Multi-modal examination procedures - particularly those used in molecular imaging - were among the key topics of discussions led by Professor Maximilian Reiser, Director of the Institute for Clinical Radiology at Munich’s Ludwig-Maximilian-University, and his colleague Professor Gary Glazer, President of the Department of Radiology at Stanford University, California.
Gary Glazer has witnessed the highs and lows of CT over 25 years. American physicist A M Cormack and British engineer G N Hounsfield built the first computed tomograph - independently of one another. In 1979 they shared the Nobel Prize for Medicine for this work. However, less than a decade later, CT looked like ‘old hat’. Then, in the early 1990s, Professor Willi Kalender, Head of the Institute of Medical Physics at the Friedrich-Alexander University, Erlangen, developed Spiral CT, and since the tube began to move continuously around the patient, scientists have improved CT enormously. Modern systems record picture signals with 64 detection channels, X-ray beam and detector rotate around the joint axis three times per second and achieve an isotropic, spatial resolution of 0.4 millimetres.
Further discussion revolved around the most recent development project at Siemens - the dual-source-CT, a system with two integrated tubes and detector systems. But the main topic was multi-modal imaging. By combining CT with a SPECT camera, or with positron emission tomography (PET), morphological and functional tissue information can be recorded simultaneously in one examination, and by superimposing both images radiologists can tell whether they are seeing a tumour or simply an infection.
‘Scientists aim to improve the spatial resolution of the systems to an extent where molecular structures become visible,’ Professor Glazer explained. ‘With CT we can only see tissue structures of several billion cells in size. However, for molecular imaging we need to make the smallest numbers of cells visible.’ An important question that molecular imaging hopefully will help to answer is: ‘What happens with stem cells injected into the heart? Do they remain in the heart and reproduce to the extent that they could possibly close holes in the cardiac wall?’ Ideally, we would be able to observe individual cell structures. Before cells start mutating into cancer cells they already have the relevant predisposition and send out abnormal signals. ‘Even the smallest tumours will have grown for several years.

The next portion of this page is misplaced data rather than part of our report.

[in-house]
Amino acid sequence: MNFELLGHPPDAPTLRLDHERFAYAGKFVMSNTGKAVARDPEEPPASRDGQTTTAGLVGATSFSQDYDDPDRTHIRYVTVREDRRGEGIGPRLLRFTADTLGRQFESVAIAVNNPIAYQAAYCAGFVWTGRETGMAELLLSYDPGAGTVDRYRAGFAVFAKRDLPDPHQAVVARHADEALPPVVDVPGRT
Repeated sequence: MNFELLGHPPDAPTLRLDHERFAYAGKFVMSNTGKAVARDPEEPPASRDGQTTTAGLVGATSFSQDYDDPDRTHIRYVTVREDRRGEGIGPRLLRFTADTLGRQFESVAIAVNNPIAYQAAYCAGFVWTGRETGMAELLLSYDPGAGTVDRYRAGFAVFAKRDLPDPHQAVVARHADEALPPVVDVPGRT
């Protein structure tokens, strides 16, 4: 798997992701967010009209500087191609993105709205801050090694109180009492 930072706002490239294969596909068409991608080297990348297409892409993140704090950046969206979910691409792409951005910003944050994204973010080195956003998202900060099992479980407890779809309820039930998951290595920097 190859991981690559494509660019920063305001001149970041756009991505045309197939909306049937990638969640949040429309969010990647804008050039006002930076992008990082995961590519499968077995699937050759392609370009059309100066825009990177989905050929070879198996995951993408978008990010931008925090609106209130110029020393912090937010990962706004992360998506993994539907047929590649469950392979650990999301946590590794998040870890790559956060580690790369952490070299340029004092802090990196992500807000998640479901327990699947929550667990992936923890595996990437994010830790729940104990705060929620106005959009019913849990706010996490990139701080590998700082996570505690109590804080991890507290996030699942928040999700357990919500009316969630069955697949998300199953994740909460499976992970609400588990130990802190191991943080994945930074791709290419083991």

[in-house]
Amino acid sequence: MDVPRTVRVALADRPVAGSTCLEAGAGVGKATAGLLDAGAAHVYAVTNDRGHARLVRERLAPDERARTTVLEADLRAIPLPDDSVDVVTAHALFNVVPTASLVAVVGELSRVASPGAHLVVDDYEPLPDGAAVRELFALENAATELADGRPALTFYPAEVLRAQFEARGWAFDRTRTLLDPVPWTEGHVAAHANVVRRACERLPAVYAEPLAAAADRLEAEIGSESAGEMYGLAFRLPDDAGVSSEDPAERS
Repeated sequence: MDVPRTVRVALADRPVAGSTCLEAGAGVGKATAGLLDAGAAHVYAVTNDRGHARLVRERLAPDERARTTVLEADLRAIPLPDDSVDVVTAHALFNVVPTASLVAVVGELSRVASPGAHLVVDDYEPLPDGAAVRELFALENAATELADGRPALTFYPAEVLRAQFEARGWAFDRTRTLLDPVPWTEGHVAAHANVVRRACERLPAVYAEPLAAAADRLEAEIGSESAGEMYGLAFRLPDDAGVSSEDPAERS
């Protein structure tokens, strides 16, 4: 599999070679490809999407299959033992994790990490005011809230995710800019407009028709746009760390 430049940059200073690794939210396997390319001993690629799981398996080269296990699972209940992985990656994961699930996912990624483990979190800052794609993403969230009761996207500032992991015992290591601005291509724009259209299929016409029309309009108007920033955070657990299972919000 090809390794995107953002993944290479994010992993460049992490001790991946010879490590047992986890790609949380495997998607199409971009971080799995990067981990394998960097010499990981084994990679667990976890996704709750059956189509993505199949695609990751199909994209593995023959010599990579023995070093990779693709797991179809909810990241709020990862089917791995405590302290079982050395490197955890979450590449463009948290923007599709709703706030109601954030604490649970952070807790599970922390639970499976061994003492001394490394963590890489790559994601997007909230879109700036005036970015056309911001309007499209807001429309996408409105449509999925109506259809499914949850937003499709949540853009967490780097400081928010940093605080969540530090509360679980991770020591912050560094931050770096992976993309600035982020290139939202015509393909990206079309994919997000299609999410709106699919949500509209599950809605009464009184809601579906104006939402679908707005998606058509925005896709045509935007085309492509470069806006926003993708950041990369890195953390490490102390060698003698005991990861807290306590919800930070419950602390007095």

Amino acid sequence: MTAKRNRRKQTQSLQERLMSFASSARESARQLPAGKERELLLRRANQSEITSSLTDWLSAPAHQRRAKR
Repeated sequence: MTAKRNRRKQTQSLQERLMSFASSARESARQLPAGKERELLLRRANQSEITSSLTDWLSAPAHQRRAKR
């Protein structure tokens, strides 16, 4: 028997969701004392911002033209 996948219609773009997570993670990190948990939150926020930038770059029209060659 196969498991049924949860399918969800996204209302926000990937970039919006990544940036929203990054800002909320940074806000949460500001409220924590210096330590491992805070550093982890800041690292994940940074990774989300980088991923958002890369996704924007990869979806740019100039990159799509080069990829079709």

To achieve successful therapy, diagnosis must be made at a much earlier time. Molecular imaging can show us how genes function and can even show single proteins or protein-protein interactions,’ Prof. Reiser pointed out. Researchers have been able to switch individual genes ‘on and off’ for some time in animal tests.
Individualised therapy is another aspect of molecular imaging. By precisely determining an individual patient’s genetic makeup, doctors hope to discover which patient responds to which medicine.
The development of cancer is hormone-dependent. For example, oestrogen levels significantly influence breast cancer. However, the metastases react in a different way to the primary tumour, so require different therapy.
Today, scientists can show individual genes and proteins. However, to make exact predictions they need to show several genes or proteins at the same time. This cannot be achieved with CT alone. The necessary resolution will only be achieved in combination with a modality that can also show cell functions.
Over the next 5-10 years there will be blood tests for many diseases or even for dispositions for diseases. Molecular imaging should help to achieve the change from ‘see and treat’ to ‘predict and prevent’. Professors Reiser and Glazer gave the symposium participants very interesting and fascinating insights into these topics so that many of them are already looking forward to the next symposium which is to be held in January 2008.